Cartoon image of a man showing his arm where he received a vaccination

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Invasive Haemophilus influenzae type b (Hib) disease can cause meningitis, bacteraemia (blood infection) and epiglottitis (a potentially life-threatening inflammation and swelling of the epiglottis, the flap that covers the windpipe). The disease has almost disappeared in New Zealand since the introduction of Hib vaccine in 1994.

Responses to vaccine

Hiberix (Hib-PRP-T)
Very common side effects
Common reponses
  • Mild pain, redness and swelling around injection site
  • Irritability
  • Sleepiness
  • Unusual crying
Rare responses
  • Allergic reactions including anaphylaxis
  • Hypotonic-hyporesponsive episode, convulsion (with or without fever)
  • Urticaria, rash
  • Injection site induration

Other formulations and brands

Hiberix is delivered as part of the National Immunisation Schedule at 15 months to booster Hib protection delivered in the first year of life as part of Infanrix-hexa vaccine.

Hiberix is licensed and funded for use in infants and children 2 months to 5 years of age to receive catch-up doses.

Hiberix is also funded for children aged 5 years or older and adults with a medical condition that increases their risk of invasive Hib disease AND is listed on the Pharmaceutical Schedule. It is used out of licensure in children 5 years of age and over and adults as there is no alternative vaccine available in New Zealand for these age groups. No safety concerns are expected for use in older age groups.

Children under 2 years with invasive Hib disease do not always produce protective antibodies and therefore should be considered susceptible and receive a complete course of Hib vaccination as soon as possible during convalescence.

Special groups

An additional dose of Hiberix is funded (as appropriate) for (re-)immunisation of individuals:

  • cochlear implant (pre- or post-)
  • functional asplenia
  • post-chemotherapy
  • post-haematopoietic stem cell transplantation
  • pre- or post-solid organ transplantation
  • pre- or post-splenectomy
  • renal dialysis
  • severely immunosuppressive regimen

Catch-up doses

In children 12 months to 5 years of age a single dose of Hib vaccine is required, regardless of doses given in the first year of life.

For children under 5 years of age, refer to Appendix 2 Planning immunisation catch-ups in the current Immunisation Handbook.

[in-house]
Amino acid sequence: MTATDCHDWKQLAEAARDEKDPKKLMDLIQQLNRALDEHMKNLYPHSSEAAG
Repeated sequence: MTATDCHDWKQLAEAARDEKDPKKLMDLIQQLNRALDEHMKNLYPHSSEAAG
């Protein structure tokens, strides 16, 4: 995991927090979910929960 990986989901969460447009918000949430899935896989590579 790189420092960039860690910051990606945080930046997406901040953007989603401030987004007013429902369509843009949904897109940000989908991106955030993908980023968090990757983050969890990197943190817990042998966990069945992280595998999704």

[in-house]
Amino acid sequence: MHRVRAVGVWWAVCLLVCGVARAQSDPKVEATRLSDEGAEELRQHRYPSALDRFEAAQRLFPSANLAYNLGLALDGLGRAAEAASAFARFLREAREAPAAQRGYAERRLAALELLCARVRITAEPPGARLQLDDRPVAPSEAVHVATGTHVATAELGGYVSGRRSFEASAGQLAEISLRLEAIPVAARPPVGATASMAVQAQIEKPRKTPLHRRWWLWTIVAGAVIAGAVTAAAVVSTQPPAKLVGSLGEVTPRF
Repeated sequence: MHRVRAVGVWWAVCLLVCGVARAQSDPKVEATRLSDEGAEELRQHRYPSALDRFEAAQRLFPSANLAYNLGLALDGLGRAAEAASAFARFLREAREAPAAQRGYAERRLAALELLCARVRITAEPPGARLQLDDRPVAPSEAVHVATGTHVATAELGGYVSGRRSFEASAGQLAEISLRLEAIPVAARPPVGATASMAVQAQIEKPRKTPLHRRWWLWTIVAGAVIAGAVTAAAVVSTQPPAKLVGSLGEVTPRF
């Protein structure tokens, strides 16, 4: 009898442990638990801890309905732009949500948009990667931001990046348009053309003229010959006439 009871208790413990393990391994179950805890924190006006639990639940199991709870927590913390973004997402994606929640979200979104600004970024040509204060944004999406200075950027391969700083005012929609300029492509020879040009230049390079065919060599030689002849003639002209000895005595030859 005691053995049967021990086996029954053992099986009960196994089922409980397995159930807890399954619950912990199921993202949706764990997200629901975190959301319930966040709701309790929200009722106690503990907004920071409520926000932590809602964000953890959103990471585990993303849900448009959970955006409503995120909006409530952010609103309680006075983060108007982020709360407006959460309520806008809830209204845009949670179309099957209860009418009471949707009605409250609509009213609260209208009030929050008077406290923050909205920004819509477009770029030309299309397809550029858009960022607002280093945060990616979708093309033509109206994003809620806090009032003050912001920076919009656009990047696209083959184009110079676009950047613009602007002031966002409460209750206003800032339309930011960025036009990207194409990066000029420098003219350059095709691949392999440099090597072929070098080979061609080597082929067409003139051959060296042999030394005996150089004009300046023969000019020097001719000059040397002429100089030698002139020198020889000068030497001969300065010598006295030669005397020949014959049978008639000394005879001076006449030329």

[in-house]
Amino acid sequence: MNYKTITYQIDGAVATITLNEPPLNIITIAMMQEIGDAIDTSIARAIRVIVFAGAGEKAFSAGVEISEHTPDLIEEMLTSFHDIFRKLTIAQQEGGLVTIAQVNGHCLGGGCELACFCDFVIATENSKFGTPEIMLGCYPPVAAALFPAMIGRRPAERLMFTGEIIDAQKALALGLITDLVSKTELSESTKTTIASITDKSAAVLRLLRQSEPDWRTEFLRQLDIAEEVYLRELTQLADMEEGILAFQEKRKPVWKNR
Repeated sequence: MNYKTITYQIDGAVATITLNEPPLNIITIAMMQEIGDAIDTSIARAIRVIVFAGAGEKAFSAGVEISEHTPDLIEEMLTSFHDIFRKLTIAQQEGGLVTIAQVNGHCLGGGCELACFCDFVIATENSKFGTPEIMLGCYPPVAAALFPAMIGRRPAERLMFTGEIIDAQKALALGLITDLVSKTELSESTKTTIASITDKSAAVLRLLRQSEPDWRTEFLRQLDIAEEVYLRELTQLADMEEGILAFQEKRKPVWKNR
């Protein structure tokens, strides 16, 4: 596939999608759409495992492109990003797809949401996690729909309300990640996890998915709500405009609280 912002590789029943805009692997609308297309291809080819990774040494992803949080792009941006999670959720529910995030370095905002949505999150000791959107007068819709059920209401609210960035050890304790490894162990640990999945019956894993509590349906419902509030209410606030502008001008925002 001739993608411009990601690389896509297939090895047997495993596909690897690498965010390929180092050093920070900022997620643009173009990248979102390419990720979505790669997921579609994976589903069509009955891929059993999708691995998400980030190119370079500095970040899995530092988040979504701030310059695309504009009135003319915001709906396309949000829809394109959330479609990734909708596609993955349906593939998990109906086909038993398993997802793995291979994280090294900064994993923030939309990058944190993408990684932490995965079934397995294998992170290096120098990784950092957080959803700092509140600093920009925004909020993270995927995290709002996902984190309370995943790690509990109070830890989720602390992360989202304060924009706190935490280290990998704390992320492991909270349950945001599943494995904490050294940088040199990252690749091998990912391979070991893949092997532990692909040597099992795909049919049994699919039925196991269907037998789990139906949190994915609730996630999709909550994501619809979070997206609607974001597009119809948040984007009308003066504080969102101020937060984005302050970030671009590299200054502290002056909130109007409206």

For older children and adults with an eligible medical condition, missed doses of Hiberix can be given at any time.

Storage and preparation

Store vaccine and diluent as per cold chain between 2°C to 8°C.


Hiberix can be administered concurrently with other vaccines, including all National Immunisation Schedule vaccines. Separate syringes and different injection sites should be used.

Intramuscular injection is the preferred method of administration.

Vaccine Safety

More than 20 years of studies and safety monitoring have shown that Hib vaccines have excellent safety profiles. No serious reactions to this vaccine have been identified.

Administration of Hiberix should be postponed in individuals suffering from a fever over 38°C. The presence of a minor infection is not a reason to delay immunisation.

Hiberix should not be given to:

  • Anyone with severe allergy (anaphylaxis) to a previous dose of this vaccine or other Hib containing vaccine, or a component of the vaccine.

Advice should be sought for the following groups:

  • Those with bleeding disorders, such as haemophilia. The vaccine should be administered in accordance with the haematologist’s instructions. It may, in this situation only, be given subcutaneously

Vaccine Effectiveness

Hiberix vaccine contains a polysaccharide from the outside of the Hib bacterium conjugated to tetanus toxoid protein.

Around 95% of invasive Hib disease was caused by Haemophilus influenzae type b prior to the introduction of the vaccine. The remainder of invasive Hib disease is caused by a further five encapsulated (typeable) serotypes and unencapsulated (non-typeable) serotype for which there are currently no vaccines. Since introduction in1994, Hib conjugate vaccines have been highly successful in reducing Hib disease in young children. Prior to the introduction of Hib vaccines on the New Zealand National Immunisation Schedule, there were approximately 150 infant cases per 100,000 people. This incidence fell dramatically to around 0.2 cases per 100,000 within a year following introduction of the Hib vaccine. In 2015, there were just three laboratory confirmed cases, all of which were in unvaccinated children under 5 years of age.

Clinical efficacy of Hiberix has been estimated to be 95-100% and more than 95% of infants will produce protective antibody after the primary series.


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